Chef Priyanka Brings an Indian Twist to Global Classics
What to cook as a vegetarian? Let Chef Priyanka show you.
Whether it’s due to sustainability, ethics or health concerns, our diets are changing. According to a 2018 Nielsen Report, almost 40% of Americans are shifting towards eating more plant-based foods — and that number is growing. While plenty of us have been encouraged to eat more fruits and vegetables by the ultra chic, eco-friendly, vegan influencers we follow, many of us struggle when it comes to whipping up a yummy vegan/vegetarian meal ourselves. 

Enter Food Network award winning cook and blogger, Priyanka Naik who has made it her mission to blend her cultural heritage into her cooking style while educating people on how vegetarian food can be healthy, fun, AND satisfying.  

A Staten Island, New York native born to Indian parents, Priyanka has made a name for herself as a self-taught cook whose specialty is bringing together ingredients, flavors, and cultures to create original vegetarian dishes in an Indian Twist on Global Classics. We chatted with Priyanka to learn more about how she has integrated cooking into her corporate career in tech, what identity means to her and staying inspired during the coronavirus pandemic.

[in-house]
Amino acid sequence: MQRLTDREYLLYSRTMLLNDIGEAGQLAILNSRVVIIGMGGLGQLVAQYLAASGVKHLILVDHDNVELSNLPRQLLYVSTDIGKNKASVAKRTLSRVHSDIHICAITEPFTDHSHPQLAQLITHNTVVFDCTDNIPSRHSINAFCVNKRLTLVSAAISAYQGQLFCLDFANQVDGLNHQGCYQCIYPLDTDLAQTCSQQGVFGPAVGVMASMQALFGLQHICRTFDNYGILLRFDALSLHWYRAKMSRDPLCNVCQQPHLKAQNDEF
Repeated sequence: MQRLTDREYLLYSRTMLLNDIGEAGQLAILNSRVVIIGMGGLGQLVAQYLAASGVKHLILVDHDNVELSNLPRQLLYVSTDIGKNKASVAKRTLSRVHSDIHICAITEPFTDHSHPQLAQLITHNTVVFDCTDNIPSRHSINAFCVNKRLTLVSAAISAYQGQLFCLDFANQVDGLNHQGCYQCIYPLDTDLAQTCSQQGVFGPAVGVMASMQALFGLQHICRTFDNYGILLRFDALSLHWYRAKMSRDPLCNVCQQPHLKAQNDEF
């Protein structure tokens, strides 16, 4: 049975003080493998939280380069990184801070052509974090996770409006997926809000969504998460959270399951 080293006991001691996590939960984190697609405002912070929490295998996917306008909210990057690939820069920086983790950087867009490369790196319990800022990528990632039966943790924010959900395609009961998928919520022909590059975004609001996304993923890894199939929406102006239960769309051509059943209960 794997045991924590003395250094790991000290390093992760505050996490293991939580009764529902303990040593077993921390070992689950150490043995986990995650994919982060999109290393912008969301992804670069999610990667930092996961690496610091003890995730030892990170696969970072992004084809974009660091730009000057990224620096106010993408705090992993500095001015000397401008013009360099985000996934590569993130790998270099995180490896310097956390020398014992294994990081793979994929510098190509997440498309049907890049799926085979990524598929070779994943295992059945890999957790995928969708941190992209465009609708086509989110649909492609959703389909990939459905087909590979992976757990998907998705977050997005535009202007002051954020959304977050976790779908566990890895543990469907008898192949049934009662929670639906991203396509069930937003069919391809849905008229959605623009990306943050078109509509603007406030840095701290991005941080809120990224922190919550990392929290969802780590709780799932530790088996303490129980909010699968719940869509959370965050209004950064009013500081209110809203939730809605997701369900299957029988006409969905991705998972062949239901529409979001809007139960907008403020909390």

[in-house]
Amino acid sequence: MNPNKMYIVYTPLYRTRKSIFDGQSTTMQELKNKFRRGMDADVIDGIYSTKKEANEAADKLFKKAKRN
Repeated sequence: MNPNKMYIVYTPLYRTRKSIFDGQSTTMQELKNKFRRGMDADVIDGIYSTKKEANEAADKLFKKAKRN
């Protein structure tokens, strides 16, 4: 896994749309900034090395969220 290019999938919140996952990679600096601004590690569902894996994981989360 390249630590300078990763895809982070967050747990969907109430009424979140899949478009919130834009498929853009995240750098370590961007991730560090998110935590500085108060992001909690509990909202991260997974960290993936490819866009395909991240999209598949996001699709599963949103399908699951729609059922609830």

Tell us about your upbringing in Staten Island, New York as a first-gen kid. 

I definitely didn’t have a typical first generation Indian upbringing. Staten Island is primarily Caucasian — Roman Catholic Italian to be specific. And we were different. We looked different, spoke different languages, and most importantly, we ate different food. Little did I know how much my upbringing would affect my outlook on food, cooking style and appreciation for my culture. I grew up with both my parents instilling Indian values in my sisters and myself by teaching us Kannada before English, taking us to India every year to see our family and cooking regularly.

Give us a little overview of what you do and how you got started cooking.